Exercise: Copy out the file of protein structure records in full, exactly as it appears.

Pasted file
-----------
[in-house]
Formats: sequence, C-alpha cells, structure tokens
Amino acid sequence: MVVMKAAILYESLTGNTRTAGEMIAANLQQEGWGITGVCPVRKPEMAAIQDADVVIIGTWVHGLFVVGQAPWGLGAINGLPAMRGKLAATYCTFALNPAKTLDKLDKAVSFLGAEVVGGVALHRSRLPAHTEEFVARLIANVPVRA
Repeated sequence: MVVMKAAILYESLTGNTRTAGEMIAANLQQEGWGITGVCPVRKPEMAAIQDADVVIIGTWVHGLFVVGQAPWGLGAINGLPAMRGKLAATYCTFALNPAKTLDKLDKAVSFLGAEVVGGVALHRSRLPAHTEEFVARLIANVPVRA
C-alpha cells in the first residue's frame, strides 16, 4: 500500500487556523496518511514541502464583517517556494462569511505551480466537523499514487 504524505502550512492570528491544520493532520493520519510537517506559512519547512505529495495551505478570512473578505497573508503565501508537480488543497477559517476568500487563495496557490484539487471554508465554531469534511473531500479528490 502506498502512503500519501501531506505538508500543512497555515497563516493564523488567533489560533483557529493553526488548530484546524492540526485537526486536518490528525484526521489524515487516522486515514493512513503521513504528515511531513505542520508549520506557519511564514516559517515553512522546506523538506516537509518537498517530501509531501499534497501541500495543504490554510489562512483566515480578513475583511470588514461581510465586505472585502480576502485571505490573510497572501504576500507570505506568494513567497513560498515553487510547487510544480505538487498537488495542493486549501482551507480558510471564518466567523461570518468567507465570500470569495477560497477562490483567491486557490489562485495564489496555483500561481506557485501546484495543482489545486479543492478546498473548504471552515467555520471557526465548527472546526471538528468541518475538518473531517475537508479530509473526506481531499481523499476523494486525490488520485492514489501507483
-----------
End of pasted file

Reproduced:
[in-house]
Formats: sequence, C-alpha cells, structure tokens
Amino acid sequence: MVVMKAAILYESLTGNTRTAGEMIAANLQQEGWGITGVCPVRKPEMAAIQDADVVIIGTWVHGLFVVGQAPWGLGAINGLPAMRGKLAATYCTFALNPAKTLDKLDKAVSFLGAEVVGGVALHRSRLPAHTEEFVARLIANVPVRA
Repeated sequence: MVVMKAAILYESLTGNTRTAGEMIAANLQQEGWGITGVCPVRKPEMAAIQDADVVIIGTWVHGLFVVGQAPWGLGAINGLPAMRGKLAATYCTFALNPAKTLDKLDKAVSFLGAEVVGGVALHRSRLPAHTEEFVARLIANVPVRA
C-alpha cells in the first residue's frame, strides 16, 4: 500500500487556523496518511514541502464583517517556494462569511505551480466537523499514487 504524505502550512492570528491544520493532520493520519510537517506559512519547512505529495495551505478570512473578505497573508503565501508537480488543497477559517476568500487563495496557490484539487471554508465554531469534511473531500479528490 502506498502512503500519501501531506505538508500543512497555515497563516493564523488567533489560533483557529493553526488548530484546524492540526485537526486536518490528525484526521489524515487516522486515514493512513503521513504528515511531513505542520508549520506557519511564514516559517515553512522546506523538506516537509518537498517530501509531501499534497501541500495543504490554510489562512483566515480578513475583511470588514461581510465586505472585502480576502485571505490573510497572501504576500507570505506568494513567497513560498515553487510547487510544480505538487498537488495542493486549501482551507480558510471564518466567523461570518468567507465570500470569495477560497477562490483567491486557490489562485495564489496555483500561481506557485501546484495543482489545486479543492478546498473548504471552515467555520471557526465548527472546526471538528468541518475538518473531517475537508479530509473526506481531499481523499476523494486525490488520485492514489501507483